EduPlant has done remarkable work with its school gardening and nutrition programme. since it first started in 1994. “We are not only coming with information. We are encouraging self-worth and self-reliance,” says permaculturalist and founder Bharathi Tugh.
Looking back, Tugh believes it was her upbringing in Umhlatuzana on the south of Durban which sparked her mission to help kids understand the importance of growing their own food.
Tugh is the KwaZulu-Natal branch manager for Food & Trees Africa. She recalls having a backyard garden in her childhood home that also reinforced her belief permaculture.
Permaculture uses organic food growing practices and, according to Tugh, it is a secret weapon in the fight against food insecurity.
“The environment that I was in needed attention, so myself and others began revamping it through permaculture. We planted trees and established gardens. The results were amazing and you could tell that the people appreciated and loved how the spaces had been changed by planting.”
In 1995, she began delving deeper into permaculture after volunteering at many organisations. It was in the early 2000s that she discovered Food & Trees for Africa, which has already reached thousands of learners and teachers across the country.
What is permaculture?
According to Tugh, EduPlant is based on permaculture principles, but it does much more than just grow food and enhance nutrition. It encourages sustainable behaviours, environmental ethics, and whole-systems thinking.
This is achieved through a series of workshops that not only equip children, but give teachers the necessary resources and skills. “These workshops enable them to put the farming skills into practices in their schools,” adds Tugh.
There has been many programme highlights, but she will always treasure how different minds and people from all walks of life come together through EduPlant.
EduPlant, she adds, builds learners’ self-esteem.“We are not only coming with information. We are encouraging self-worth and self-reliance. We have kids that come to school and have meals [from] their garden. There were school that had no water. The children had to bring in grey water to water the plants.”
Among the thousands of learners reached, one continues to stand out for Tugh. “Jeffry Keshwa, the child who had difficulty reading, is an EduPlant product,” she says proudly.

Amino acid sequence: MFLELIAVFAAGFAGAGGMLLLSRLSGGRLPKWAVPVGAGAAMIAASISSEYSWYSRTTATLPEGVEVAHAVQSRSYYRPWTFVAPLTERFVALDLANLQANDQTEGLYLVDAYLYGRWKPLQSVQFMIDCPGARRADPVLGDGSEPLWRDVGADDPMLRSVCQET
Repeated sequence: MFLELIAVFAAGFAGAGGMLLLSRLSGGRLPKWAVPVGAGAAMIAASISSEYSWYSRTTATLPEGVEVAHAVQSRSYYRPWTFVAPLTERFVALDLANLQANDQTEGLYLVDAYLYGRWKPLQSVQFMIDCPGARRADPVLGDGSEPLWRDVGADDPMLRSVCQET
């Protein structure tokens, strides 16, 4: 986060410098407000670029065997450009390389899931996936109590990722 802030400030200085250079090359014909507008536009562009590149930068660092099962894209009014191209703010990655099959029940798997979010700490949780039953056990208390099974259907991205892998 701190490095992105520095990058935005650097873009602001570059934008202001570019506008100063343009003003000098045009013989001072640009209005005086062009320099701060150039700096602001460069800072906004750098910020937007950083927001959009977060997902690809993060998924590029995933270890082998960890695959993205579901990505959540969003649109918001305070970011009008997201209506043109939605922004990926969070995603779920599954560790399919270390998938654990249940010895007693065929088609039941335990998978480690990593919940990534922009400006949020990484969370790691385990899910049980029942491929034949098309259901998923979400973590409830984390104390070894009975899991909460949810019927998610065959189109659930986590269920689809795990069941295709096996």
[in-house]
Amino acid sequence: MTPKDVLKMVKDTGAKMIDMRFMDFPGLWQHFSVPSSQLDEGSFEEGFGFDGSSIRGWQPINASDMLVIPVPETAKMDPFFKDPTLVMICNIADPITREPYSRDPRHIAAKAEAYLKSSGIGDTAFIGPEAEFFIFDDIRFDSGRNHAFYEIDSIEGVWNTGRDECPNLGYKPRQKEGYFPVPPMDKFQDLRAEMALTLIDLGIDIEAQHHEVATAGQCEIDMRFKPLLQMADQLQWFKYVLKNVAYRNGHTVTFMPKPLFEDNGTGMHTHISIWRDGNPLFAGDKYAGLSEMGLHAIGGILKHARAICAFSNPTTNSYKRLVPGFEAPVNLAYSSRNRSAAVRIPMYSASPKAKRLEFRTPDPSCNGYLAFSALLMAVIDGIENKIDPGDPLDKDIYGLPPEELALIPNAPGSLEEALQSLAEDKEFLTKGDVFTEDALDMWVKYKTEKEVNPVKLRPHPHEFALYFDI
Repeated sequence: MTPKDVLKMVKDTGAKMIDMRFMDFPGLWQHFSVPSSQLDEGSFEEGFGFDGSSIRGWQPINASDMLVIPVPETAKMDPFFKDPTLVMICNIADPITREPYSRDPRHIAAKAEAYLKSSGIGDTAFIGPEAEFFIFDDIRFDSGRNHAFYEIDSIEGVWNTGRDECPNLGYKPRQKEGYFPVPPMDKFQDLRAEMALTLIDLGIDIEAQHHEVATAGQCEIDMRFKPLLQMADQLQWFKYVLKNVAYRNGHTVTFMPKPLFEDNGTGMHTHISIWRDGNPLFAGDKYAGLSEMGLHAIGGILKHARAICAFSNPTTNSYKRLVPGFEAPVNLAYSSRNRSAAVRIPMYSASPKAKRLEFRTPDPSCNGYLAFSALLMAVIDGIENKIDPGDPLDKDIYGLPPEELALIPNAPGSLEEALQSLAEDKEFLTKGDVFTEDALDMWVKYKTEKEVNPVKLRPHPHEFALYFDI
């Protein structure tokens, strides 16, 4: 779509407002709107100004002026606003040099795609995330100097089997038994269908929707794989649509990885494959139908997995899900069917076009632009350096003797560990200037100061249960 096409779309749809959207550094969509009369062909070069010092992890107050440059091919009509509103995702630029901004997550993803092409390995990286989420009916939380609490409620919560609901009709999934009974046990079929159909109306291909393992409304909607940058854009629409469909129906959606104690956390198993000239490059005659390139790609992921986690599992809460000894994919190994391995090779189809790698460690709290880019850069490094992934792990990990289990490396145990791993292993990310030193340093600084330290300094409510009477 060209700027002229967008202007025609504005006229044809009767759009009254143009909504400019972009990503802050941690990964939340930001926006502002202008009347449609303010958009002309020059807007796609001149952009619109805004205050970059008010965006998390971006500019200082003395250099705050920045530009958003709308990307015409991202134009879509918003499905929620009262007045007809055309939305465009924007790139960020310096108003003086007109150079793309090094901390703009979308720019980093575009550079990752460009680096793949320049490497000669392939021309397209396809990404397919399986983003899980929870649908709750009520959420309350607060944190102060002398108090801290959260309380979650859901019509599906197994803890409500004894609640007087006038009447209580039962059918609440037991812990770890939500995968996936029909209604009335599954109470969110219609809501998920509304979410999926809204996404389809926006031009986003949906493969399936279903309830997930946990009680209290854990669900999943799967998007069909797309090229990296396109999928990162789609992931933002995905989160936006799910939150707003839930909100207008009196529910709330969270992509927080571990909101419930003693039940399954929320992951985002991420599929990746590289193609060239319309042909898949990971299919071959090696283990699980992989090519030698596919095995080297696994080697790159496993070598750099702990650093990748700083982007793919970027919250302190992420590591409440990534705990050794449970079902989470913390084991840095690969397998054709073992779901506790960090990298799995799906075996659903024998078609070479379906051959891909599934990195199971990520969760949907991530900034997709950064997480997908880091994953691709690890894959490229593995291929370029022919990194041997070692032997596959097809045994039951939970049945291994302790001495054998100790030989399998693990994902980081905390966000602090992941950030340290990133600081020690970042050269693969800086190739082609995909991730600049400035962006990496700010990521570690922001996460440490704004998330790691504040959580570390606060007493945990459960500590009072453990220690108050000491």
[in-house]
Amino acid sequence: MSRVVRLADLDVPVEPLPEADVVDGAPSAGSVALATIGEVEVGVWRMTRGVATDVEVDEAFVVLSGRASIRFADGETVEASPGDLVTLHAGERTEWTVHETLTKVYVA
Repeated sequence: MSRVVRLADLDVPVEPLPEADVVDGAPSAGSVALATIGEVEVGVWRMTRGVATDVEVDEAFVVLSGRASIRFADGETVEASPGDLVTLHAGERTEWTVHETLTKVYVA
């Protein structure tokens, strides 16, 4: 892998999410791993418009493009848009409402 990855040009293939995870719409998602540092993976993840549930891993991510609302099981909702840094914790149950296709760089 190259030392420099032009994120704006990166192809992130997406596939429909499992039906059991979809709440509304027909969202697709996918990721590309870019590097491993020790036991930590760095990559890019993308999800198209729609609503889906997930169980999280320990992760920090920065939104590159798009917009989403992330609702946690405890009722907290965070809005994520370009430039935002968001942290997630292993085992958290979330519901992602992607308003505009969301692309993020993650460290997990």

This “differently abled” former learner has since improved the lives of many others through practising permaculture.
“He built a garden for people who were experiencing similar challenges. When he finished high school, he found a job as a groundsman and used his permaculture knowledge to flourish in the business. He has been there for eight years,” says Tugh.
This garden encouraged experiential learning, “since the students could now feel, touch, and experience while studying.”
Growing food sustainably
Tugh is most grateful for EduPlant’s funders who continue to recognise the programme’s value. As with many other organisations, the last two years were particularly tough as a result of the Covid-19 pandemic.
But the work continued despite schools being closed. “I am very grateful that to the guards and principals of the schools who [also] sowed the produce,” she notes, adding that they were inspired by the many people who started planting vegetables in their own backyards during the pandemic.
Tugh hopes that EduPlant will continue to educate children about sustainable *agroecology and demonstrate that there are opportunities and long-term jobs in farming.
And while they have reached thousands, there is still much more work to do. EduPlant, she says, will continue to provide a “hand-up” rather than a “hand-out”. “My aim is for every single household to set aside a modest two square meter area in their home to construct small garden patches of gardens.”
Health For Mzansi’s word of the day:
According to the Food and Agriculture Organization of the United Nations (FAO), food, livelihoods and the management of resources are connected. Agroecology is a holistic and integrated approach that applies ecological and social concepts and principles to the design and management of sustainable agriculture and food systems.